First trail run was taken on my favorite trails at South Mountains.  I found they soaked up gravel and smaller sharp rocks like they did not exist.  I was careful on the roots as I was leery of turning an ankle.  I found a little difficulty in climbing steep mountain trails with these shoes.  Keep in mind this is the road version and traction is not designed for this use.  They just don't climb like my Montrail Mountain Masochist that usually run in.  I was heading down the most technical and steep trail in my area and found these shoes are horrible on trails covered in leaves.  That is leaves on steep descents.  Feet slipped out from under me and I came crashing down the hill.  Finished with 6.32 miles with just under 2000' of vertical gain.

Day Three:
My first true road test.  Remember I hate running the roads.  I heading into town at night and ran 10.55 miles at an 8:34 pace.  I never really pushed it to hard but this was very nice pace for me.  I ran the entire way with pure enjoyment and no discomfort.  I never cursed the roads like I always do but instead just wanted to keep running all night. 

Day Four:
I hit the mountains again for more trail testing.  Just over 10 miles and 2300' of gain.  Hoka's did very well but I took the leaf covered downhills a bit more cautiously.  Most of the run I was experiencing a great deal of tightness in my lower back and found myself with bad form and hunched over most of the run.  At the time I no idea what this was and thought maybe I was just fatigued and my form was causing my back to go tight.

I wake up the next day and my back is totally screwed up!  I keep telling myself it can't be the Hoka's.  I've had lower back injuries in the past and felt confident this was not a reaction to the shoes.  My best guess is the day I slipped on the leaves I strained my back on the fall.  I was forced to take a week off from running as the pain was that bad. 

I'm back to running a week later in the Hoka's although still with some back pain.  I can't remember the last time I fell on the trail and then the first trail test in the Hoka's I fall and get injured. 

The lessons learned here for me are that the shoes have limitations on the trail and technical terrain.  I will stick with the Montrails for now for much of my trail running.  As far as the road, fire road, and treadmill running I absolutely love the Hoka's up to this point.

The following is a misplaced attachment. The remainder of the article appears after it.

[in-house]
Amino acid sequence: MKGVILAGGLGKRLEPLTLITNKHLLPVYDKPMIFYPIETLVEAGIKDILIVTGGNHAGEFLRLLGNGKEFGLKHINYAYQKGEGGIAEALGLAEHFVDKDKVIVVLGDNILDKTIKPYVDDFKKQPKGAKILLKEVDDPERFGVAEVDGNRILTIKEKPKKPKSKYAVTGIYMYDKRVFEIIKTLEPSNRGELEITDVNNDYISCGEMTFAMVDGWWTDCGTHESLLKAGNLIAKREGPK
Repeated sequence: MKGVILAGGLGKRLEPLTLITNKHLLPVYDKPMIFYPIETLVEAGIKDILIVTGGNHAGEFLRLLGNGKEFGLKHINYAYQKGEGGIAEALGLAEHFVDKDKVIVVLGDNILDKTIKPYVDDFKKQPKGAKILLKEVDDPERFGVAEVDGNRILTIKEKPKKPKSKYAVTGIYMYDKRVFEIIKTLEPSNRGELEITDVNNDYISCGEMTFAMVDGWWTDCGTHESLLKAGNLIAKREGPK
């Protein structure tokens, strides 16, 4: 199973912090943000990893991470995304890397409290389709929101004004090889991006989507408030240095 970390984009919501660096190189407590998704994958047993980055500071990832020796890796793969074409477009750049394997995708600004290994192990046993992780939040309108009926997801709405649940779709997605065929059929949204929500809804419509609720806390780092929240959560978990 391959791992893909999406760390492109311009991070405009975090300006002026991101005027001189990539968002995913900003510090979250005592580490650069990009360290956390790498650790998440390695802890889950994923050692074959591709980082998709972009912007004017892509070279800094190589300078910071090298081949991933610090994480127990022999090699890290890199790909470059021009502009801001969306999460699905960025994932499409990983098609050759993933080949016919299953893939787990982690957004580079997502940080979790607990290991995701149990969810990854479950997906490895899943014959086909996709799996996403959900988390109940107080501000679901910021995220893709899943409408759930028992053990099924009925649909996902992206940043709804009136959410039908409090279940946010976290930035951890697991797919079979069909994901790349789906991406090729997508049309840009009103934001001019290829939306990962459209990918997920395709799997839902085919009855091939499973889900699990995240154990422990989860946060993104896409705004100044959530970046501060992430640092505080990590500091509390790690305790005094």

A few more things about the shoes design before I close. 

Not a big fan of the laces as I find them to burly and stiff and hard to get a tight knot. 

The colors and overall appearance of these shoes still have a long way to go. 

For a road shoe they perform very well on trail other than traction issues described above.

The price point is tough to swallow but others state they last many more miles than the average shoe.  The verdict is still out on this one. 

I end a run with legs feeling fresh and no foot pain.  I wake the next day feeling ready to run. 

The folks over at Hoka are definitely onto something here and I'm looking forward to what is up next for this company.

1 comment:

JKjaer said...

Hi Mark,

I am sorry I am leaving a comment, I can't find your email. I am writing you in the hopes that you want to participate in an e-book we are writing about ultra runners.

We want to tap into the collective craziness (we mean that as a compliment:-)) of this community to challenge and inspire other non-runners to make their own life an ever-greater creative expression of their own goals and dreams… without limits.

Progress so far: We have currently contacted more than 550 ultra runners and received more than 90 answers.

We would ask you to answer a question about your experience with ultra running. Please note that these questions are related to your mental state and require that you are able to explain quite specifically what is going on mentally when running.

If you'd like to participate please shoot me an email at


All the best,